I've tried the pulled 150 grain, 163grain AP and 173 grain match 30 Cal bullets. The 150 and the 173 grain are still are still fairly accurate in my Garands. I will be shooting CMP matches with my Garands and the pulled 173 grain.
The 163 grain wasn't as accurate as the rest but not bad. I got a feeling that the AP stuff was just for machineguns anyway. Just thinkin outloud there


[/quote]

I guess its the old addage about different rifles liking different ammo, but many years ago (mid 60's) when I was shooting military highpower we discovered that Cal. 30 M2-AP was more accurate than M2 Ball, and almost but not quite on a par with the 173 grain LC-62 and LC-63 Match for accuracy. Someone suggested that the reason was that possibly the steel core was less likely than the lead core to have minute voids in the core causing it to be not perfectly in balance. If this was the real reason or not I am not sure, but I do know I just got my hands on some 163 grain AP and it is amazingly accurate in my 4 groove 03A3 loaded over 47 grains of IMR-4895.
I am not sure if Cal. 30 AP was loaded primarly for machine gun use or not, but I do know that from research done by myself and others, and speaking to "old timers" when I was in the service (many WWII vets were still on active duty then), they all said that M2-AP was the preferred load in the Garands in the ETO due to the type of terrain that most of the war was fought in (towns, villages, forests, lots of light armored vehicles etc.). Those that I spoke to that were in the PTO said that it was not used nearly as much for the same reason (mostly lightly vegitated areas, and some jungle). I recently purchased some New Winchester 147 grain FMJ and it performs very well, and the price is just a little bit higher if it is bought in bulk than the price of pulled surplus rounds.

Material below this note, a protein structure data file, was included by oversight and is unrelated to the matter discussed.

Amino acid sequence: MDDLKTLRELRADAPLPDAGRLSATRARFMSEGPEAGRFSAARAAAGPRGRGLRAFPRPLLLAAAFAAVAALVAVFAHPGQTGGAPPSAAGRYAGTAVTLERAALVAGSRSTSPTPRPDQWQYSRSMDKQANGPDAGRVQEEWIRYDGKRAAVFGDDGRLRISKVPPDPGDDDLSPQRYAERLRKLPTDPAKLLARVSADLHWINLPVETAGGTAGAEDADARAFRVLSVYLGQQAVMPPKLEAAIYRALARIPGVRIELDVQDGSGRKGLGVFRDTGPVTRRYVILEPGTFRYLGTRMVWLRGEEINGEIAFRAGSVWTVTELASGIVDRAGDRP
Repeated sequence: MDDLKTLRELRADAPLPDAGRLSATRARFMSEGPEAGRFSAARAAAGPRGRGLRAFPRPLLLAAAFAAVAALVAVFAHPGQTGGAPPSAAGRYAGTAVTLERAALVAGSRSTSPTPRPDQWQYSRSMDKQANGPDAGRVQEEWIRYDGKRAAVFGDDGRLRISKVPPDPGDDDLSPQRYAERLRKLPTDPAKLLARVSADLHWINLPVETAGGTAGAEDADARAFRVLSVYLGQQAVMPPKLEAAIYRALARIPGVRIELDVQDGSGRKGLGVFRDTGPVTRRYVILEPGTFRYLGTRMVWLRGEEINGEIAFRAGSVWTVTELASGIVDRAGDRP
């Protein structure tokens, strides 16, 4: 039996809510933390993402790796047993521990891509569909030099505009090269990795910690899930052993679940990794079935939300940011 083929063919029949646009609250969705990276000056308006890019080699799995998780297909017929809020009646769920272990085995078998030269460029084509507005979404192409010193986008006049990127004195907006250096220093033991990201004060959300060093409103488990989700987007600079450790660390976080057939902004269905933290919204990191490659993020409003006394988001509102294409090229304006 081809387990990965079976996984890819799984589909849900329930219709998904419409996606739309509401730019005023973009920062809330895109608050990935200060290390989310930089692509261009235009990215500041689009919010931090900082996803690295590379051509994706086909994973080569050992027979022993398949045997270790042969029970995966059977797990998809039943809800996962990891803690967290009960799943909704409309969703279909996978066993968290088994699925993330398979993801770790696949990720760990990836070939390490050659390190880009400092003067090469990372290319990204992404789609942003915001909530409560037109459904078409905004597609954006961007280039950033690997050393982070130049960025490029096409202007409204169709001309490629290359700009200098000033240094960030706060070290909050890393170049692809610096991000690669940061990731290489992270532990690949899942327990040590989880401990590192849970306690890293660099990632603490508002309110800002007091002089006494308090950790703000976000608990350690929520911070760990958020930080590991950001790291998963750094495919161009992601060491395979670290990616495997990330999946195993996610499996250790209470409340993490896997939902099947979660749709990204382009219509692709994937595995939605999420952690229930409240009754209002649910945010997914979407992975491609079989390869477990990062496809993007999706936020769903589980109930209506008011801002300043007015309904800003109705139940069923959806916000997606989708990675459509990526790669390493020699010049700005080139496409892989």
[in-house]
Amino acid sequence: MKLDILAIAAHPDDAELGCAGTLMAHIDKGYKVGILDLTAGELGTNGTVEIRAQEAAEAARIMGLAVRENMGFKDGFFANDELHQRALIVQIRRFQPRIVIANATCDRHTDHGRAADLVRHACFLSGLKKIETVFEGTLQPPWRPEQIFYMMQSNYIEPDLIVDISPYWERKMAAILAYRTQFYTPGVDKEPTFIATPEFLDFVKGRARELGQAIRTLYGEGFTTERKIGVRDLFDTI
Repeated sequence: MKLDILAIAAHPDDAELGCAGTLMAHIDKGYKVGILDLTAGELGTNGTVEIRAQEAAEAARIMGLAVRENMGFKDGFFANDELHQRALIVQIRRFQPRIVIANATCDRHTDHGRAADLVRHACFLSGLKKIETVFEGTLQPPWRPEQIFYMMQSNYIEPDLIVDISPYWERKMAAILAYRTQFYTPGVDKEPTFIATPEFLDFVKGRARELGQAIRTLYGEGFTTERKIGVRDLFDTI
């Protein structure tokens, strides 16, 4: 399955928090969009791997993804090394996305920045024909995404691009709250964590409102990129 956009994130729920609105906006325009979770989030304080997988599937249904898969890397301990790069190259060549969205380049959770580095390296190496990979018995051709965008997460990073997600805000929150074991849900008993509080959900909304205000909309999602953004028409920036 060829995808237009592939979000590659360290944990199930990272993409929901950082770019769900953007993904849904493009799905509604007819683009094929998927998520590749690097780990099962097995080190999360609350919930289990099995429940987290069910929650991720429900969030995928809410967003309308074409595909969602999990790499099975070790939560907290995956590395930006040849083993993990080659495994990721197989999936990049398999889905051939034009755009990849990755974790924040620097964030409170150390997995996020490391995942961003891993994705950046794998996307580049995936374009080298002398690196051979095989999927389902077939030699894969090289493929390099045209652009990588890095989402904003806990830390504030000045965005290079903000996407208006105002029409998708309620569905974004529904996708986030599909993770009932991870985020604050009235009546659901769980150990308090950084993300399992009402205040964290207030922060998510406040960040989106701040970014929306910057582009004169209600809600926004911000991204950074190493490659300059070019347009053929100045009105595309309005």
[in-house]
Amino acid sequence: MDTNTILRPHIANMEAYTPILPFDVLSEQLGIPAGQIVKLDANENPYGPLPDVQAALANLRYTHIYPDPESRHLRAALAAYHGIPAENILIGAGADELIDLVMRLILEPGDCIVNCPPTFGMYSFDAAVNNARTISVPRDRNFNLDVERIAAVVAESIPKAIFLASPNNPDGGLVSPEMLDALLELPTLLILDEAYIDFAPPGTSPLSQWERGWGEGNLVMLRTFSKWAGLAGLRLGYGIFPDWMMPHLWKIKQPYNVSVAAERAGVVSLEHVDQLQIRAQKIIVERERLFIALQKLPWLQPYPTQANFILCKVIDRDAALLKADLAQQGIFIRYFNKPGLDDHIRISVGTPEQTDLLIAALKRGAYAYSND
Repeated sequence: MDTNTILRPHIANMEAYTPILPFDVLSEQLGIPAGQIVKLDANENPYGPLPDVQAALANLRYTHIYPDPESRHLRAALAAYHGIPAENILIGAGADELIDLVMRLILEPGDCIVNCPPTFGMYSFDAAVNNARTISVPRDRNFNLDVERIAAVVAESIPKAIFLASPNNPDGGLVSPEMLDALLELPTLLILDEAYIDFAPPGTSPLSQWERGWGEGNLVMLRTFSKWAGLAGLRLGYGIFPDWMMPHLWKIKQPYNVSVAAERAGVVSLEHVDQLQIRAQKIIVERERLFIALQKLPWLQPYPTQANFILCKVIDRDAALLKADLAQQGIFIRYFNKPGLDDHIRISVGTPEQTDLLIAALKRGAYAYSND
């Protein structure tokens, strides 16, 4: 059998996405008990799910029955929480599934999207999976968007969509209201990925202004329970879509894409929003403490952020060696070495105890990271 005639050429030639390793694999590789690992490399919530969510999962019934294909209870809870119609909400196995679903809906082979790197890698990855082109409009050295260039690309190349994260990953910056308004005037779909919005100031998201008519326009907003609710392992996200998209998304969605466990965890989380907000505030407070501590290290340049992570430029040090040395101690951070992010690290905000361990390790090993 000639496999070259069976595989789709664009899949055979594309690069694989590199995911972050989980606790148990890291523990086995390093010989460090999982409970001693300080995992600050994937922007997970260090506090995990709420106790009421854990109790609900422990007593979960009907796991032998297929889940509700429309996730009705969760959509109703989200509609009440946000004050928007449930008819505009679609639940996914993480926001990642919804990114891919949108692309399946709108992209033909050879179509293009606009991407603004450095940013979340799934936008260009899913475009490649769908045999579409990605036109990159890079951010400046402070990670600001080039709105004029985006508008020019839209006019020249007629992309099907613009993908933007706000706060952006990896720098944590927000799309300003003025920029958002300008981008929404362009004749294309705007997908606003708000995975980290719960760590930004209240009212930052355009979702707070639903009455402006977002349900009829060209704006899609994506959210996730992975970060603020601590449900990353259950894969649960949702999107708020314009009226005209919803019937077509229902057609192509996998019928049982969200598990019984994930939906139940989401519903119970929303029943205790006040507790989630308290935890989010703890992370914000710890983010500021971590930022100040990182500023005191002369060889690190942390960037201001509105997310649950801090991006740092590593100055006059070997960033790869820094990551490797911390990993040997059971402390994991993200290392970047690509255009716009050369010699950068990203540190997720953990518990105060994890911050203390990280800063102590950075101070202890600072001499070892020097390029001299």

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Old April 14, 2000, 11:16 PM   #11
PDshooter
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Hi Swamply. You bet , I shoot a lot of Military ,pulled bullets, Powder surplus Its great!! and cheap to shoot. I"ve got a M1,FN-49 both are 30-06 both like 4895 Mil, surplus Jeff
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Old April 17, 2000, 01:23 AM   #12
Cheapo
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Mr. Graham:

Most of the U.S. grunts in WWII, according to my fairly reliable sources (including 1960s published reports) were issued 100% AP bulleted enblock clips, most of the time.

Seems the reason was from two factors: the combination of steel for a large portion of the core (cheaper material than fully lead cores);
and a military doctrine/experience calling for an ability to disable vehicles and light-armor targets.

The non-BTs were probably .30-06 M2 Ball, which have a less ballistically efficient shape than the 7.62mm 147-gr BT. The channelure on the 150-gr M2 also results in too-long rounds if loaded in 7.72 cases.

Accuracy: I can always get 3 MOA out of the US (NOT any foreign stuff) ball bullets, whether pulled or shiny-new. With M72/Match (same non-channelure bullet used in both .30-06 and 7.62), I can always get 2 MOA or better. This is from a US military semiauto design. I've seen many reports of 3/4 to 1 MOA performance from these, out of bolt guns with various degrees of "match" dimensions in chamber and bore.